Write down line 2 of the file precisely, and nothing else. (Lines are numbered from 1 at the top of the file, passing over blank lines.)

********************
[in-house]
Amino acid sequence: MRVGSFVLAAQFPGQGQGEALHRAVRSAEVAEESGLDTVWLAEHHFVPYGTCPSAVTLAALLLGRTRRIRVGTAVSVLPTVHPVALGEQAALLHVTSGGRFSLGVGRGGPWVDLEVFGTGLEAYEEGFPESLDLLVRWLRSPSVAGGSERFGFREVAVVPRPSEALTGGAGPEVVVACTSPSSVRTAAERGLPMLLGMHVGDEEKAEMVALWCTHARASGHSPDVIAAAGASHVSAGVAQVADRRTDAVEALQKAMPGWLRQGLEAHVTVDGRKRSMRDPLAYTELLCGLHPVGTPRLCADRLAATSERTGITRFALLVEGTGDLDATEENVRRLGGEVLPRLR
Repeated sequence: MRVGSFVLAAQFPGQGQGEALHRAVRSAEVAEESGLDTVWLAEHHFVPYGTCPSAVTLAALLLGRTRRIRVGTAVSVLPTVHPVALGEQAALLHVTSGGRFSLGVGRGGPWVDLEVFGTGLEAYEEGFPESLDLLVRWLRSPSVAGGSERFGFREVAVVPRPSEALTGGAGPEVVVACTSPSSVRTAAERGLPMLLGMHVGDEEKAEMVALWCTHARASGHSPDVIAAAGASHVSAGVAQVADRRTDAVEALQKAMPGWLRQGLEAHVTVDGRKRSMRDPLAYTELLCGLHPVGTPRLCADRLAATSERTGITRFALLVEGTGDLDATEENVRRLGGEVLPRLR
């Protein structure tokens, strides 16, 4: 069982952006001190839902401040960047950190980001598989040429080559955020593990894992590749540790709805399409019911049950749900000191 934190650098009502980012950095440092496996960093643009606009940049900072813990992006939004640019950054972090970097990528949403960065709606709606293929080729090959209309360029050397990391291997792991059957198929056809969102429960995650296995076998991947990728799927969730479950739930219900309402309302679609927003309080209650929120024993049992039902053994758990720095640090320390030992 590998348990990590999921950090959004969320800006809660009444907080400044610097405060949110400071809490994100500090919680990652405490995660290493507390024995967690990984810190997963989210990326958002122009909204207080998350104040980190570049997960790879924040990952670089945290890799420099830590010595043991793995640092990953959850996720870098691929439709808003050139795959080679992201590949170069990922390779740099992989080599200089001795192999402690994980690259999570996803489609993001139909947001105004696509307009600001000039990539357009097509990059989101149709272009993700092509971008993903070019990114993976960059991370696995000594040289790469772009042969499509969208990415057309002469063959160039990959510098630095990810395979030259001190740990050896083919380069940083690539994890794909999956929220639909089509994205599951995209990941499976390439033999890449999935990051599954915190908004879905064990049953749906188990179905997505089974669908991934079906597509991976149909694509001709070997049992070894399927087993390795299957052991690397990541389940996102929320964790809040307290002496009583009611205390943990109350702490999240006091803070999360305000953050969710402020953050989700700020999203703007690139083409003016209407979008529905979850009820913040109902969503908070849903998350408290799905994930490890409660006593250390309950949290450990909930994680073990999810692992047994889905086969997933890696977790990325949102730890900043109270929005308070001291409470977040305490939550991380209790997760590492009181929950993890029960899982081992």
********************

Amino acid sequence: MRVGSFVLAAQFPGQGQGEALHRAVRSAEVAEESGLDTVWLAEHHFVPYGTCPSAVTLAALLLGRTRRIRVGTAVSVLPTVHPVALGEQAALLHVTSGGRFSLGVGRGGPWVDLEVFGTGLEAYEEGFPESLDLLVRWLRSPSVAGGSERFGFREVAVVPRPSEALTGGAGPEVVVACTSPSSVRTAAERGLPMLLGMHVGDEEKAEMVALWCTHARASGHSPDVIAAAGASHVSAGVAQVADRRTDAVEALQKAMPGWLRQGLEAHVTVDGRKRSMRDPLAYTELLCGLHPVGTPRLCADRLAATSERTGITRFALLVEGTGDLDATEENVRRLGGEVLPRLR